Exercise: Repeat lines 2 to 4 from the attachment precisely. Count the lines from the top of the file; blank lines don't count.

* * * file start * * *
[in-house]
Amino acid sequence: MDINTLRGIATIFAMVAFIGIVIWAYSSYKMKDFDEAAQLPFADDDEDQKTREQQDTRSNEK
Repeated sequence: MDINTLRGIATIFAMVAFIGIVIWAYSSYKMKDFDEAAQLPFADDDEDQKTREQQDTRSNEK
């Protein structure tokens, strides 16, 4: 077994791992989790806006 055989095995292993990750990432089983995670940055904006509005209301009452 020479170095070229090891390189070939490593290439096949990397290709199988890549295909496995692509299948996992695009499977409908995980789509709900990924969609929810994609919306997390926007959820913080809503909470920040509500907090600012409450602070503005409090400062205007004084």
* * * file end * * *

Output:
Amino acid sequence: MDINTLRGIATIFAMVAFIGIVIWAYSSYKMKDFDEAAQLPFADDDEDQKTREQQDTRSNEK
Repeated sequence: MDINTLRGIATIFAMVAFIGIVIWAYSSYKMKDFDEAAQLPFADDDEDQKTREQQDTRSNEK
């Protein structure tokens, strides 16, 4: 077994791992989790806006 055989095995292993990750990432089983995670940055904006509005209301009452 020479170095070229090891390189070939490593290439096949990397290709199988890549295909496995692509299948996992695009499977409908995980789509709900990924969609929810994609919306997390926007959820913080809503909470920040509500907090600012409450602070503005409090400062205007004084």